Crazy worm, Jumping worm, and Snake worm are names associated with species of invasive worms found in Massachusetts forests and gardens.

Because you didn't have enough to worry about already, someone cue the crazy worms!

The Western Massachusetts Master Gardner Association says the worms -- Amynthas agrestis, Amynthas tokioensis, and Metaphire hilgendorfi -- are aggressive eaters "that devour the organic matter on the top of the soil in forests and gardens, even the 'death strip' at the side of roadways, leaving the soil granular looking and dry."

The association says the worm's "rapid digestion means that they are leaving behind a large portion of casting, the nutrient-rich 'poop' from worms." This extra fertilization occurs in the late summer and fall when a plant "needs to slow down any growth in preparation for the cold season."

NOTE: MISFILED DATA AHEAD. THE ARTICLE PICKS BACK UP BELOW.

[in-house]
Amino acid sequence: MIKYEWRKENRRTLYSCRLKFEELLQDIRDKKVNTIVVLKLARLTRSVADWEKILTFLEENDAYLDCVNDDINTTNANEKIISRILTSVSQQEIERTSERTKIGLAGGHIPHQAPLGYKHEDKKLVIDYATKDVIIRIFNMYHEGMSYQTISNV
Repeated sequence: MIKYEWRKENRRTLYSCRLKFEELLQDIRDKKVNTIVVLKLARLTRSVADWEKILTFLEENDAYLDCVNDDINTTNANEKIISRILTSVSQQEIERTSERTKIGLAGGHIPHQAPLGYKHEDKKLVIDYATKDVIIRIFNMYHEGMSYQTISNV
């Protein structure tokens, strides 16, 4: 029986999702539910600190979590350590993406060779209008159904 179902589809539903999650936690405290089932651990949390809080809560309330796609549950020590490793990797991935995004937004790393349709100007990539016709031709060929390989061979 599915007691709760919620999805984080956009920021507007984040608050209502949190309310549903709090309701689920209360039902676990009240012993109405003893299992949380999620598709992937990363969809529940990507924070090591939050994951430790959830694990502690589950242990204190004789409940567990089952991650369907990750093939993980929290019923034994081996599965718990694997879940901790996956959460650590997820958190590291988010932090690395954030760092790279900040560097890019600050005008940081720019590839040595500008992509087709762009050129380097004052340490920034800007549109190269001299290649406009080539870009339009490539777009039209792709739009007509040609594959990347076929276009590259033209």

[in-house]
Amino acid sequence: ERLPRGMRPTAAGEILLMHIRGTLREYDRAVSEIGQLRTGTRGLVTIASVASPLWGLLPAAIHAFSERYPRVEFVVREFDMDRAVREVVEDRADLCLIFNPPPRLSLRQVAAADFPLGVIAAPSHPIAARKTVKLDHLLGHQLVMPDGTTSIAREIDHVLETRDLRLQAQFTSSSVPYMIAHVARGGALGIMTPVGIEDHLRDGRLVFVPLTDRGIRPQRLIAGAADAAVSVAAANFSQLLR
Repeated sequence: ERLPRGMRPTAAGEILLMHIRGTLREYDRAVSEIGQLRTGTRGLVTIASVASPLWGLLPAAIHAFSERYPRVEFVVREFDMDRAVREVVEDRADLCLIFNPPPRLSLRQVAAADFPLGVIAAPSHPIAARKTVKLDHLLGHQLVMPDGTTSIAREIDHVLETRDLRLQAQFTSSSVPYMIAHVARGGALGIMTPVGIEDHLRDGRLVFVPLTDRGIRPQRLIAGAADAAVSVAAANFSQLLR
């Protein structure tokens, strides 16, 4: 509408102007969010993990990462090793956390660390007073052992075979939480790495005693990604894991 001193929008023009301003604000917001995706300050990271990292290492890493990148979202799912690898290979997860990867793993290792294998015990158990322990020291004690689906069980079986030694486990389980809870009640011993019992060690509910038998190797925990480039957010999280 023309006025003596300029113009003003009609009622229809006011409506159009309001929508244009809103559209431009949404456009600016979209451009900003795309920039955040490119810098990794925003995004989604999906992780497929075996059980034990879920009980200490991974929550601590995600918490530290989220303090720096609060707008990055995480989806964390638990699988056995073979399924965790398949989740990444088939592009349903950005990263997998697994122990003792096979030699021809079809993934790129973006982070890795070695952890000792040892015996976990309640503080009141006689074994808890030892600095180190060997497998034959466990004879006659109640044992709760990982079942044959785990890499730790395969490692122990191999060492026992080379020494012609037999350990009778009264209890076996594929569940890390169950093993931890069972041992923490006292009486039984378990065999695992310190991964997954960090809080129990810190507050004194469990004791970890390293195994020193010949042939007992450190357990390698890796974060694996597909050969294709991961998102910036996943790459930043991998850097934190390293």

This is harmful to plant life.
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UMass Amherst's Center for Agriculture, Food and the Environment says the worms will "thrash violently when disturbed and are often found in large groups of individuals."

The center says the worms "do not burrow deep into the soil and are typically found on the soil surface in debris or leaf litter."

UMass says the last glacial period is thought to have eliminated most native earthworm species in the northern United States and Canada. The association says, "The glaciers that scrapped away our top soil also took away the native earthworms."

The earthworm species in New England today can be traced back to the European settlers. The above-mentioned invasive species are from Asia and Africa.

The association says the best way to stop the spread of these invasive earthworms is to "stop sharing our plants with one another."

Beware of Creepy Crawly Asian Jumping Worms...

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